An Ember in the Ashes by Sabaa Tahir

 Redd Becker Book Review

An ancient style Rome sets the background for Sabaa Tahir’s world, where an austere life and a harsh regime take their tole. The king orders death as retribution for any sign of rebellion.

From the ashes of this by Sabaa Tahircivilization a girl, desperate to protect her brother, risks everything. By spying on a military commandant, she hopes to gain the information needed to save his life. 

Sabaa Tahir writes An Ember in the Ashes from two protagonist’s point-of-view. Laia lives an impoverished life, while Elias claims the position as the leading student warrior.

Through Elias’s intellect and ability, he rises through the ranks of his school, consequently becoming a threat to Laia and the rebells. Although Elias shines as a leader and becomes the apparent ruler for the next dynasty, he doubts his desire to serve the brutal regime.

Romance plays a secondary role to the plot, but romantic tensions entangle Laia and Elias. As with many romances, when they become reluctant alleys, they can’t deny their attraction.

Sabaa Tahir engaged me from the start

Tahir clearly lays out the dynamics of her plot and characters early. In the first scenes we meet Laia’s family including worries, worships and warts. The empire enforces its rules harshly, intimidating its citizens with their all-mighty military. They quickly retaliate in response to the actions of Laia’s brother, which puts Laia between them. Laia’s struggles demand our empathy, and the focus of family creates a tension we all relate to.

This story of friendship has it all including: loyalty, wickedness, romance, jealousy, revenge, betrayal, fear, family, cruelty and hope. Enjoy the ride.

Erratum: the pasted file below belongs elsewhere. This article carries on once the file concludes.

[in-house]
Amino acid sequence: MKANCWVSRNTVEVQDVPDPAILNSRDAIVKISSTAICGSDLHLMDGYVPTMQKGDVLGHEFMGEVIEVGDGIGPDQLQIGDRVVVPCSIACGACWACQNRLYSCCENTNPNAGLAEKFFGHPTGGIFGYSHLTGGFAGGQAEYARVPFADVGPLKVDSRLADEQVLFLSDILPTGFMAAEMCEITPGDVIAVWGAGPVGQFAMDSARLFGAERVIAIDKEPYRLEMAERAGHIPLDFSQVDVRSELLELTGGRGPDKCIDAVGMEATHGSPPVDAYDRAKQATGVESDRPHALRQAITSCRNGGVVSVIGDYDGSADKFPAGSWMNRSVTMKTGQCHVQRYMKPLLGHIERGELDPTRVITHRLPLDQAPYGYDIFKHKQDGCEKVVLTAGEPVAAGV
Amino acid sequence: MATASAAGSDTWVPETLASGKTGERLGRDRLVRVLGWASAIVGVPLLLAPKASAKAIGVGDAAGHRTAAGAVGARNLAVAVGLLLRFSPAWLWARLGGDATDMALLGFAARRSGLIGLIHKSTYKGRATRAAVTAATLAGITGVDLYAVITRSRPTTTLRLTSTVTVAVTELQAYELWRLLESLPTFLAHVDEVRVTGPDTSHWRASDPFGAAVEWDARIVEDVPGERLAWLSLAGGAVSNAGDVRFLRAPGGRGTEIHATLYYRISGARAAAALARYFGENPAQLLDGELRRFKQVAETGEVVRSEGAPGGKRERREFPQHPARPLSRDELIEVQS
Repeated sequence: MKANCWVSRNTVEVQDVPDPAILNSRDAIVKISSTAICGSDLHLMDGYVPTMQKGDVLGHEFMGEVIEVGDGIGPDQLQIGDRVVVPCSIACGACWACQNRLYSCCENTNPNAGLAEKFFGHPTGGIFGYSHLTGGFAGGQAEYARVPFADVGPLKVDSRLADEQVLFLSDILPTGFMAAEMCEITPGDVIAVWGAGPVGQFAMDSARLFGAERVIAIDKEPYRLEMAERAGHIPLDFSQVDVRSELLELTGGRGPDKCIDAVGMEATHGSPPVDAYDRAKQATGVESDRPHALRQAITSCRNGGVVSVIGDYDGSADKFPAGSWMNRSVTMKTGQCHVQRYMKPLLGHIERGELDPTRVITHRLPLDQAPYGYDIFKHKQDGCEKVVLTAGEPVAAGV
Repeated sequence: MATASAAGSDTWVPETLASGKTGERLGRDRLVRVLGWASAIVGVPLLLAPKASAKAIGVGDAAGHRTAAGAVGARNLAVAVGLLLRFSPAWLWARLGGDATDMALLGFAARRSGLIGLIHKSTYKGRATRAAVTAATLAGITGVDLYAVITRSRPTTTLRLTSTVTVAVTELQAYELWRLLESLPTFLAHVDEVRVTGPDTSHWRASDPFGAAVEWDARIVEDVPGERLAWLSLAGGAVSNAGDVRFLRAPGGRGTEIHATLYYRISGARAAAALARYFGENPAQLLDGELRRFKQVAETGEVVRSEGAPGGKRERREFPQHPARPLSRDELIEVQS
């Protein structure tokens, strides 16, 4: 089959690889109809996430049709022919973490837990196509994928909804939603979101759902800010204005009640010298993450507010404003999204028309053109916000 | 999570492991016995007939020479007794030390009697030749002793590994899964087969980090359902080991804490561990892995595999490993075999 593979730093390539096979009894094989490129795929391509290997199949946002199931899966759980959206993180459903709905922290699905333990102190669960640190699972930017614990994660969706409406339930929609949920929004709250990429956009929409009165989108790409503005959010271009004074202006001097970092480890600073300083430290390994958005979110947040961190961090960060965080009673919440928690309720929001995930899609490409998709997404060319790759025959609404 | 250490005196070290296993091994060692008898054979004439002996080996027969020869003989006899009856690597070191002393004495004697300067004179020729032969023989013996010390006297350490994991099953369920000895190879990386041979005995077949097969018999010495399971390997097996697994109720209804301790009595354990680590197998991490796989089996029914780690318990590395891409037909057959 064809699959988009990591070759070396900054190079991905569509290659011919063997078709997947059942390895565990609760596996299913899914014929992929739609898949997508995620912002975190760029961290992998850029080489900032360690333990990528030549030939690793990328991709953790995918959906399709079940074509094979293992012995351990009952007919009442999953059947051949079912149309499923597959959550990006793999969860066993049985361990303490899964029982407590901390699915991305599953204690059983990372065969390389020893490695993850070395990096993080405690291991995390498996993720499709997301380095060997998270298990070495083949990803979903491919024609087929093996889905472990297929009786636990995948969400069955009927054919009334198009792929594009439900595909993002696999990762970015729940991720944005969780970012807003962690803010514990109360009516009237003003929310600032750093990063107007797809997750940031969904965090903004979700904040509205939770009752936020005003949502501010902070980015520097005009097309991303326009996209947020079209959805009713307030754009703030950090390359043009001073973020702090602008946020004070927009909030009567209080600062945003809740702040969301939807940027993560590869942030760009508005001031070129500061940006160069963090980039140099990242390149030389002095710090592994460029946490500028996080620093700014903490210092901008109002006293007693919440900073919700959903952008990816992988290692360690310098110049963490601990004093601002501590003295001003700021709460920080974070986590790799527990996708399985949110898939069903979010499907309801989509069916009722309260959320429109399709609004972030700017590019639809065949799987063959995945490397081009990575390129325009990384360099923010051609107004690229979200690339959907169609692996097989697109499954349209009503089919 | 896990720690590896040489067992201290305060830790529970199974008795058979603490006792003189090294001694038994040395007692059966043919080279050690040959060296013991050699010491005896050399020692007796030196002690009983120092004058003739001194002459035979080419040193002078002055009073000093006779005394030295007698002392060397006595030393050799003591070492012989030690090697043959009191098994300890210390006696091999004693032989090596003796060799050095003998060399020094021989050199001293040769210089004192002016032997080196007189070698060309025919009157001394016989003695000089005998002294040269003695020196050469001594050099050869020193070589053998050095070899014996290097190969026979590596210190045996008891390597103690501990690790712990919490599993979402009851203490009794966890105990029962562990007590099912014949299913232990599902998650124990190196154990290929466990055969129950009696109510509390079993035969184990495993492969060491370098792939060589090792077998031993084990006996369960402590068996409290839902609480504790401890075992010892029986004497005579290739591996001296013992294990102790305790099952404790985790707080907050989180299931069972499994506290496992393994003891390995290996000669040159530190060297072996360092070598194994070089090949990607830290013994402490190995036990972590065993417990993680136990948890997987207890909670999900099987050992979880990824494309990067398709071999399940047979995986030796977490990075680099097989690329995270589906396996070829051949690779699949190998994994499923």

For more information on Tahir check out the interview on Bookstacked and NPR.

An Ember in the Ashes by Sabaa TahirAn Ember in the Ashes (An Ember in the Ashes, #1) by Sabaa Tahir
Published by Razorbill on February 9th 2016
Genres: Dystopian, Fantasy, Romance, Science Fiction, Young Adult
Pages: 446
Goodreads

Laia is a slave. Elias is a soldier. Neither is free.   Under the Martial Empire, defiance is met with death. Those who do not vow their blood and bodies to the Emperor risk the execution of their loved ones and the destruction of all they hold dear.   It is in this brutal world, inspired by ancient Rome, that Laia lives with her grandparents and older brother. The family ekes out an existence in the Empire’s impoverished backstreets. They do not challenge the Empire. They’ve seen what happens to those who do.   But when Laia’s brother is arrested for treason, Laia is forced to make a decision. In exchange for help from rebels who promise to rescue her brother, she will risk her life to spy for them from within the Empire’s greatest military academy.   There, Laia meets Elias, the school’s finest soldier—and secretly, its most unwilling. Elias wants only to be free of the tyranny he’s being trained to enforce. He and Laia will soon realize that their destinies are intertwined—and that their choices will change the fate of the Empire itself.

From the Hardcover edition.

Under the Empyrean Sky by Chuck Wendig

Redd Becker Book Review

I picked up Chuck Wendig’s book, Under the Empyrean Sky, because I liked the sci-fi inspired cover. His reputation precedes him as the author of many Star Wars books, however, so it shouldn’t have taken me the cover to delve into his books.

by Chuck WendigAs the first in The Heartland Trilogy, the story focuses on farmers resisting the government, because they are forced to grow a modified corn plant that is taking over the land. A timely idea.